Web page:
A great deal of Norman masonry is present in this wall, with some of the facing stones in place, although the original pilaster buttresses have largely been robbed out and there has been a great deal of disturbance of the masonry. There is a scar from a later roof which would have covered over the medieval windows. After the first, east, bay the spacing of the buttresses does not line up with the responds on the inner face of the wall, since they were probably related to the cloister arcades rather than to the interior bay spacing. There is no evidence that the cloister was ever vaulted.
The exterior masonry at the west end of the north aisle is Norman work and completely plain, apart from a single section of string course and the shallow clasping buttress at its corner and there is no evidence for a doorway or a window, apart from one tiny round headed light. This is because most of the space is taken up with a projecting block of masonry behind the tower buttress that contained a newel stair, but was capped off when the tower was built. The interior of it was investigated in the 1920s and Roman brick found to have been used for the barrel vault of the passageway that led into the stair. A second such stair turret also existed on the south side although it was removed when the west tower was built, and the arch into the stair passage can still be seen on the interior of the church.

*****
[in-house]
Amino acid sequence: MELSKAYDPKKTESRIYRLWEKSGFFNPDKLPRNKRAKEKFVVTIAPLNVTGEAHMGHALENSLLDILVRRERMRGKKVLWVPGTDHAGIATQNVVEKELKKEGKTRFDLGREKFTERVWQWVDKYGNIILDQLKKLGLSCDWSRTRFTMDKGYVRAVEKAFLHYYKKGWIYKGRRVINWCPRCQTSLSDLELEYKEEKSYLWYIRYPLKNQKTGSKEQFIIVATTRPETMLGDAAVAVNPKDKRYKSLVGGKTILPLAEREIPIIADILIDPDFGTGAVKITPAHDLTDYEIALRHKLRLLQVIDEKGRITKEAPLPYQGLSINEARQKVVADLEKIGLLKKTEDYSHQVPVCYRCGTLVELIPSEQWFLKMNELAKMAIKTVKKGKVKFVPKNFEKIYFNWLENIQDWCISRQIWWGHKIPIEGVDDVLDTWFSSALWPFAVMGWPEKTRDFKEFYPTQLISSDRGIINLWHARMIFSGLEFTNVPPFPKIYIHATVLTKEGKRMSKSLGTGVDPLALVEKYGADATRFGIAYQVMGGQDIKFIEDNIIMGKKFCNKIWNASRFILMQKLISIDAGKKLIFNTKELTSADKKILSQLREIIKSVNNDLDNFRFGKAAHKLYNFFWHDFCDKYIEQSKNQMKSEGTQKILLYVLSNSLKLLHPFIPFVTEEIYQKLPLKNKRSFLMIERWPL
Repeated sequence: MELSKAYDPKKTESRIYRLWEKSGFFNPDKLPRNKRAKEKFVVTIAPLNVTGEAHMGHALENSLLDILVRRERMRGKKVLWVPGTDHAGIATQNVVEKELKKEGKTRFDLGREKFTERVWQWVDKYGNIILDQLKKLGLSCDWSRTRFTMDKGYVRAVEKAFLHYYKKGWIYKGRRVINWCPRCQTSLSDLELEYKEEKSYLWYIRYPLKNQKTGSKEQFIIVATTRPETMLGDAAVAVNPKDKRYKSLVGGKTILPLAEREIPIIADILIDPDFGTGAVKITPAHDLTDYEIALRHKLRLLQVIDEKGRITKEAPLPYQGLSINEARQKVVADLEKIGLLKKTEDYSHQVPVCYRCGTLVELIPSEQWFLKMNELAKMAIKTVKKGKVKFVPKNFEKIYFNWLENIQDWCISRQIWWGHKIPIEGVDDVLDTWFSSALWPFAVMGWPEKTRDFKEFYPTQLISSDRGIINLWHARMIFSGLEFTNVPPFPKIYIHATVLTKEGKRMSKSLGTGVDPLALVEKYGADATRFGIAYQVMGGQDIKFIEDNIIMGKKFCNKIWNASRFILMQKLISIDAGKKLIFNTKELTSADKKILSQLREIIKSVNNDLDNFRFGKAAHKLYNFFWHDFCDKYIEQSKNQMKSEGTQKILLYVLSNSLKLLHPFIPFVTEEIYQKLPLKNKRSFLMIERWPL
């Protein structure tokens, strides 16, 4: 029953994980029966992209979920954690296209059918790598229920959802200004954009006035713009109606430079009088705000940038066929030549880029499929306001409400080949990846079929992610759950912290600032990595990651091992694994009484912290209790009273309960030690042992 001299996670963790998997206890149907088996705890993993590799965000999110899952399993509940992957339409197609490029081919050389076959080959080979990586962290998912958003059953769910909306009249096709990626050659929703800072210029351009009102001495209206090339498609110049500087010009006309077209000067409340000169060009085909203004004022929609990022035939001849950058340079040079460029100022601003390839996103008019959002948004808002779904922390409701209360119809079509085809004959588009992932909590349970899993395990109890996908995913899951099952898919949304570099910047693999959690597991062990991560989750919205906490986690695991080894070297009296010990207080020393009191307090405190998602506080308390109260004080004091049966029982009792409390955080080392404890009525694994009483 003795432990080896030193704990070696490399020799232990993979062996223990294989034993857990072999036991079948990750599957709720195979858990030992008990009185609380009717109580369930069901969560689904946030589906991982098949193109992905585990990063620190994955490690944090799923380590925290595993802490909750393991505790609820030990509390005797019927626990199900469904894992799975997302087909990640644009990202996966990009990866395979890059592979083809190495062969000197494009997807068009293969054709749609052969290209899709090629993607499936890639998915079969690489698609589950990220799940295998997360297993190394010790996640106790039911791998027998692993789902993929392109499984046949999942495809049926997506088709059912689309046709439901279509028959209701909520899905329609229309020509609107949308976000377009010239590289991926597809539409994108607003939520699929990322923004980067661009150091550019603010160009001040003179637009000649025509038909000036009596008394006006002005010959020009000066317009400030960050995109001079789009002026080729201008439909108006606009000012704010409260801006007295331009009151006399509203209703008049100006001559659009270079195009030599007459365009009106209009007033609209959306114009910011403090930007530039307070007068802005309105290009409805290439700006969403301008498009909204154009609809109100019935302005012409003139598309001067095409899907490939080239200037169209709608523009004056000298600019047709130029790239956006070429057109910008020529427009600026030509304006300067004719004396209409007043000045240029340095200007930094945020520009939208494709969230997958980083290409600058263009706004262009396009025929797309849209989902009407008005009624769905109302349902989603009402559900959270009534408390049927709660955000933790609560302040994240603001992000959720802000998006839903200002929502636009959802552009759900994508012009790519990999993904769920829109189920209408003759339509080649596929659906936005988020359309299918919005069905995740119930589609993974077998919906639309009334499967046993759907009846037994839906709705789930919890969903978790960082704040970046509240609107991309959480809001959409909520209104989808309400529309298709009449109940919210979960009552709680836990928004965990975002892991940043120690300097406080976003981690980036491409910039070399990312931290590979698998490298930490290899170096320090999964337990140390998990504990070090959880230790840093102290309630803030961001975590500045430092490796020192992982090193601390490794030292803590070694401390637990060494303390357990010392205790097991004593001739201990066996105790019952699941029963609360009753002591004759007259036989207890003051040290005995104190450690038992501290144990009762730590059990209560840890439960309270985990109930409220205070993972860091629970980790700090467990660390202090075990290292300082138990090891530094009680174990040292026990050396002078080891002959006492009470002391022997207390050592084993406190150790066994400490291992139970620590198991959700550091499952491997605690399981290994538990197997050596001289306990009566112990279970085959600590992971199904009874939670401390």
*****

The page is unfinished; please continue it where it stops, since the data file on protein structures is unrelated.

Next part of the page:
The west front of the Norman church will have been on the model of St-Georges-de-Boscherville in Normandy, that is one without west towers, but with tall projecting stair turrets flanking two or three tiers of round headed windows above a main portal either beneath a large arch, or more probably, set in a flat wall. This design was also used for the facade of Tutbury Priory in Staffordshire in the 12th century, although, as here at Blyth, the facade has been modified since and a tower added.